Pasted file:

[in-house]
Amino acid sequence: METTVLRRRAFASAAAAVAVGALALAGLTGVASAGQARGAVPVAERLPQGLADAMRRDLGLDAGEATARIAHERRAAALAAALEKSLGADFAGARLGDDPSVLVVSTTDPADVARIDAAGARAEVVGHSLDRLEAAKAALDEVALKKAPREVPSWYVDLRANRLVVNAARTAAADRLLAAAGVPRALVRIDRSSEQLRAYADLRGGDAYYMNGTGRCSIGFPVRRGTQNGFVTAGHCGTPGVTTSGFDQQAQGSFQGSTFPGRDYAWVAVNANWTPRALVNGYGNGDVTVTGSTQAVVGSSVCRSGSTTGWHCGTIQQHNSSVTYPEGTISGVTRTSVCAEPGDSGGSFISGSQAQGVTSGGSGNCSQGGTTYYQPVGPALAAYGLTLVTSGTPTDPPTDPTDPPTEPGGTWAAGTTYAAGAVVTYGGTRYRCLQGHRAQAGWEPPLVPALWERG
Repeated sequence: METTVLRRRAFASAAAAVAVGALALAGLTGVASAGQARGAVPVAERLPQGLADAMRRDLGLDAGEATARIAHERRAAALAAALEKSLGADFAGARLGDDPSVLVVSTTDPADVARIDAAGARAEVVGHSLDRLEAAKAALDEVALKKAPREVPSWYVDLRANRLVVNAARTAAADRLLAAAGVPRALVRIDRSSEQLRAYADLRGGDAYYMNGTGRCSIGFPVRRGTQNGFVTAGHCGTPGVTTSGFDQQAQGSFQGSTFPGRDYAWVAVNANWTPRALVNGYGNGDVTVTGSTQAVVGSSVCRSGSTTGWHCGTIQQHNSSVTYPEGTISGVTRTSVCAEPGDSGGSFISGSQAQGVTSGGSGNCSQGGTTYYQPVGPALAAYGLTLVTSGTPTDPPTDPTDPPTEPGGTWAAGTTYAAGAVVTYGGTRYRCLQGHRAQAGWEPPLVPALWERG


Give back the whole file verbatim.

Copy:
[in-house]
Amino acid sequence: METTVLRRRAFASAAAAVAVGALALAGLTGVASAGQARGAVPVAERLPQGLADAMRRDLGLDAGEATARIAHERRAAALAAALEKSLGADFAGARLGDDPSVLVVSTTDPADVARIDAAGARAEVVGHSLDRLEAAKAALDEVALKKAPREVPSWYVDLRANRLVVNAARTAAADRLLAAAGVPRALVRIDRSSEQLRAYADLRGGDAYYMNGTGRCSIGFPVRRGTQNGFVTAGHCGTPGVTTSGFDQQAQGSFQGSTFPGRDYAWVAVNANWTPRALVNGYGNGDVTVTGSTQAVVGSSVCRSGSTTGWHCGTIQQHNSSVTYPEGTISGVTRTSVCAEPGDSGGSFISGSQAQGVTSGGSGNCSQGGTTYYQPVGPALAAYGLTLVTSGTPTDPPTDPTDPPTEPGGTWAAGTTYAAGAVVTYGGTRYRCLQGHRAQAGWEPPLVPALWERG
Repeated sequence: METTVLRRRAFASAAAAVAVGALALAGLTGVASAGQARGAVPVAERLPQGLADAMRRDLGLDAGEATARIAHERRAAALAAALEKSLGADFAGARLGDDPSVLVVSTTDPADVARIDAAGARAEVVGHSLDRLEAAKAALDEVALKKAPREVPSWYVDLRANRLVVNAARTAAADRLLAAAGVPRALVRIDRSSEQLRAYADLRGGDAYYMNGTGRCSIGFPVRRGTQNGFVTAGHCGTPGVTTSGFDQQAQGSFQGSTFPGRDYAWVAVNANWTPRALVNGYGNGDVTVTGSTQAVVGSSVCRSGSTTGWHCGTIQQHNSSVTYPEGTISGVTRTSVCAEPGDSGGSFISGSQAQGVTSGGSGNCSQGGTTYYQPVGPALAAYGLTLVTSGTPTDPPTDPTDPPTEPGGTWAAGTTYAAGAVVTYGGTRYRCLQGHRAQAGWEPPLVPALWERG